One major rule of recruiting is that you cannot let elite in-state athletes get away. Minnesota made sure that didn’t happen this season, grabbing our #9 prospect, butterflyer Danielle Nack early in the fall recruiting season. Nack is one of the top two or three butterfliers in this entire class, holding a 52.4 that displaced future Olympian Rachel Bootsma‘s Minnesota state record in the event. Nack is also a 1:58.1 in the 200 fly. She’ll get to spend a year training with former Big Ten champion Becca Weiland before taking over the reigns as the team’s top sprint butterflyer. Minnesota’s best 200 flyer, Devin Ste. Marie is also graduating in 2015.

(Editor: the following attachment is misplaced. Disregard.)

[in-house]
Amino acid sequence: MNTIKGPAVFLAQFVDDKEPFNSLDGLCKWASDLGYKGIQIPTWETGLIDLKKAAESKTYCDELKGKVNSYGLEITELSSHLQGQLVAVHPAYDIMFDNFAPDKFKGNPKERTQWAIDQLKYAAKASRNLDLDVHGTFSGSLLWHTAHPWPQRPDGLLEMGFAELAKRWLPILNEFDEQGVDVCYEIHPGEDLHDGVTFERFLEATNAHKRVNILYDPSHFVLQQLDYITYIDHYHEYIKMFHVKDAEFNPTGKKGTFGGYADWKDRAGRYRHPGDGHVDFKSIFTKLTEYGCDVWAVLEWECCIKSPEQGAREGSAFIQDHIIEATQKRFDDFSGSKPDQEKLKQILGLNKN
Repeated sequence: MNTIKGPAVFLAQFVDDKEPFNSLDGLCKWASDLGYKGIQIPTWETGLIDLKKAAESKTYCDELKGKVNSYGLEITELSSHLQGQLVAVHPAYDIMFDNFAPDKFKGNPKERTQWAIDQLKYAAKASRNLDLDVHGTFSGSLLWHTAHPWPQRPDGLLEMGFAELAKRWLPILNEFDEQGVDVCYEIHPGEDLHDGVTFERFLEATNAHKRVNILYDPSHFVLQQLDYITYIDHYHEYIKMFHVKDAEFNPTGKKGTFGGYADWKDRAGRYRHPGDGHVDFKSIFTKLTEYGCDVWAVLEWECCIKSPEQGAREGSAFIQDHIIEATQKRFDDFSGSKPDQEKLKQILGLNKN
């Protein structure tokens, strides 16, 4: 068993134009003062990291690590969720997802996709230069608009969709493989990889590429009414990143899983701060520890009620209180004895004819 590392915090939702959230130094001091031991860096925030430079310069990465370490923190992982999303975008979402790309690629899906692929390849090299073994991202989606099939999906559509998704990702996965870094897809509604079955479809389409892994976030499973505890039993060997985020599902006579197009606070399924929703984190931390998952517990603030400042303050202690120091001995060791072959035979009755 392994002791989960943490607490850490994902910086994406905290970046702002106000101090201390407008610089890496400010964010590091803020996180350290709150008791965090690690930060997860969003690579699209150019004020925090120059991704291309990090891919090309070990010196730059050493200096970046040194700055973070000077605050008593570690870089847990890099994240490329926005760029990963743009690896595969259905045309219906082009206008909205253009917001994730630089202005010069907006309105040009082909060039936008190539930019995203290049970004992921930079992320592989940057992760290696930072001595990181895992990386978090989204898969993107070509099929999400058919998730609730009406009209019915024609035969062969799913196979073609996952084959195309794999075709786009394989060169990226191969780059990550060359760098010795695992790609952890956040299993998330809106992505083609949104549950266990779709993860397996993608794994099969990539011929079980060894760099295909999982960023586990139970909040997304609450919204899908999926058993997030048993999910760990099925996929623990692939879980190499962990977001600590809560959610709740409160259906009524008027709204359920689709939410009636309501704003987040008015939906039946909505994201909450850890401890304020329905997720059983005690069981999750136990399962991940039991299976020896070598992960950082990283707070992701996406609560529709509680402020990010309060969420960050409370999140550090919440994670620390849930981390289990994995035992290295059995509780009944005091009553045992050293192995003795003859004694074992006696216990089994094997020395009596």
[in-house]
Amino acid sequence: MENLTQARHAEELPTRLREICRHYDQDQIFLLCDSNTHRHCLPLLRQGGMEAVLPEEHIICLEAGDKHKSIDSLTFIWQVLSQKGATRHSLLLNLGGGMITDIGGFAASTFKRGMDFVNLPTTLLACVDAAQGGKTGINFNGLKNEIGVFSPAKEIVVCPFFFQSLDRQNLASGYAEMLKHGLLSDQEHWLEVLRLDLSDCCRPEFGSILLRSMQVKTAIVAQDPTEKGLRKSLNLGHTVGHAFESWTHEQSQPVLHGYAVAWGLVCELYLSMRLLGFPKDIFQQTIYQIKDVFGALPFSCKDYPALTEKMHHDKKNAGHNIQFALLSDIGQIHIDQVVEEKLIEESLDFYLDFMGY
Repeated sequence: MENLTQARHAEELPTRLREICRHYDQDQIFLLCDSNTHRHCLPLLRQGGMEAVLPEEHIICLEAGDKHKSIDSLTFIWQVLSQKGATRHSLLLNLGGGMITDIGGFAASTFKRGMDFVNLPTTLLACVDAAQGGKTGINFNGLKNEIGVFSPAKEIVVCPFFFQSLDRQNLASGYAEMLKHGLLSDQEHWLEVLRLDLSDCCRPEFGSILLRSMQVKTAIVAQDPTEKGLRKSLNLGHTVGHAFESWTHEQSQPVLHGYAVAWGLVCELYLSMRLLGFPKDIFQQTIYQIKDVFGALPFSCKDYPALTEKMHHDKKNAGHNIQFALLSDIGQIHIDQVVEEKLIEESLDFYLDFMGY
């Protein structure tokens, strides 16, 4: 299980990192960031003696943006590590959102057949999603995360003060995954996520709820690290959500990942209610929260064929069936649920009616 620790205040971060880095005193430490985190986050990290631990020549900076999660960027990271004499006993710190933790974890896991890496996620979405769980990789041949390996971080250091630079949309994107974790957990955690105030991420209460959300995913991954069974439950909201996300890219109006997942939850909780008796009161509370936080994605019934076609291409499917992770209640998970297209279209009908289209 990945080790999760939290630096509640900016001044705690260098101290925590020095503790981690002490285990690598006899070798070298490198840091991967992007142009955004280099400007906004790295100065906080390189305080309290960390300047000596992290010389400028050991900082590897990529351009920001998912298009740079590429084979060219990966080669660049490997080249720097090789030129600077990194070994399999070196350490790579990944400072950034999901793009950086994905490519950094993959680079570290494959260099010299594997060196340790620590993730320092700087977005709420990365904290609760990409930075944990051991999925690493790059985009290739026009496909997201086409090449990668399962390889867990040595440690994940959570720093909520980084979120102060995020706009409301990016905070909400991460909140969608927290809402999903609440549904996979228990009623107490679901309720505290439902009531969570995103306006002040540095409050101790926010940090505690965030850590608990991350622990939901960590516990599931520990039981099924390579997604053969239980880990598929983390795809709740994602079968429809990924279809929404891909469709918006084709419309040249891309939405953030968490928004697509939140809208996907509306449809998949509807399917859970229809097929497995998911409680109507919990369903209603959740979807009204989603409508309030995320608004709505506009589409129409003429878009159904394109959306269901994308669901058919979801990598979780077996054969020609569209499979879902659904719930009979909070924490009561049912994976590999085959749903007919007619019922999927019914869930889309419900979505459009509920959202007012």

Aside from her butterfly prowess, Nack actually comes in as one of Minnesota’s top sprint freestylers as well, with a lifetime-best of 22.8 in the 50 free and developmental speed even up to the 200.
Minnesota’s most versatile pickup is Bluefish’s Brooke Zeiger, who looks like a stud IMer in the making. Zeiger follows her older sister Blake to Minnesota, and the two will pair together for one season. Brooke Zeiger has a little bit of former Bluefish standout Elizabeth Beisel in her – she’s an outstanding 400 IMer and 200 backstroker who can also cross over into some distance freestyle. She’s been 4:11.9 in the 400 IM and 1:58.4 in the 200 IM, both of which would have been just outside of NCAA point-scoring range a year ago. She also adds a 1:54.7 in the 200 back, especially helpful considering Minnesota just graduated top backstroker Tess Behrens.